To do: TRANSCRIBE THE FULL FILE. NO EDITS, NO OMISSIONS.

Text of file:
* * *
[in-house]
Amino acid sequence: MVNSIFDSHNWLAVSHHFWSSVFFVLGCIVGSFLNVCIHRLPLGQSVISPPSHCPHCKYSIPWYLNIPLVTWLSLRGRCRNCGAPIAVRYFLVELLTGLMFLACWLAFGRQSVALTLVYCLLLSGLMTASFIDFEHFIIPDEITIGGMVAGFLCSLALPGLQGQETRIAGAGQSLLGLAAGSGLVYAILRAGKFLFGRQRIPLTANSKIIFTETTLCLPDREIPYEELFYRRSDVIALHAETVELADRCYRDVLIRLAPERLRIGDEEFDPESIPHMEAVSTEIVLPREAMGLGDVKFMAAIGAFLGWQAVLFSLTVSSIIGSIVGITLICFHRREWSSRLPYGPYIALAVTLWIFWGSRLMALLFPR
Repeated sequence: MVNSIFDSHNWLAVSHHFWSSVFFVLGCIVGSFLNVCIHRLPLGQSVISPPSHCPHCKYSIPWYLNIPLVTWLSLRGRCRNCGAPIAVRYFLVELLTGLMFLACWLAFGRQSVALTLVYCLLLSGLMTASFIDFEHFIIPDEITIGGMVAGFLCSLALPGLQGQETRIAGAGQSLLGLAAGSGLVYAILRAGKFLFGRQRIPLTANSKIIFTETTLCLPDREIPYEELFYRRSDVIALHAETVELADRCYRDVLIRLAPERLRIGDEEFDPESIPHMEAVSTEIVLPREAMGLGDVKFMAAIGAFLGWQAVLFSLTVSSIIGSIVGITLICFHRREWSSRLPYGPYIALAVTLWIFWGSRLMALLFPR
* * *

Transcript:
[in-house]
Amino acid sequence: MVNSIFDSHNWLAVSHHFWSSVFFVLGCIVGSFLNVCIHRLPLGQSVISPPSHCPHCKYSIPWYLNIPLVTWLSLRGRCRNCGAPIAVRYFLVELLTGLMFLACWLAFGRQSVALTLVYCLLLSGLMTASFIDFEHFIIPDEITIGGMVAGFLCSLALPGLQGQETRIAGAGQSLLGLAAGSGLVYAILRAGKFLFGRQRIPLTANSKIIFTETTLCLPDREIPYEELFYRRSDVIALHAETVELADRCYRDVLIRLAPERLRIGDEEFDPESIPHMEAVSTEIVLPREAMGLGDVKFMAAIGAFLGWQAVLFSLTVSSIIGSIVGITLICFHRREWSSRLPYGPYIALAVTLWIFWGSRLMALLFPR
Repeated sequence: MVNSIFDSHNWLAVSHHFWSSVFFVLGCIVGSFLNVCIHRLPLGQSVISPPSHCPHCKYSIPWYLNIPLVTWLSLRGRCRNCGAPIAVRYFLVELLTGLMFLACWLAFGRQSVALTLVYCLLLSGLMTASFIDFEHFIIPDEITIGGMVAGFLCSLALPGLQGQETRIAGAGQSLLGLAAGSGLVYAILRAGKFLFGRQRIPLTANSKIIFTETTLCLPDREIPYEELFYRRSDVIALHAETVELADRCYRDVLIRLAPERLRIGDEEFDPESIPHMEAVSTEIVLPREAMGLGDVKFMAAIGAFLGWQAVLFSLTVSSIIGSIVGITLICFHRREWSSRLPYGPYIALAVTLWIFWGSRLMALLFPR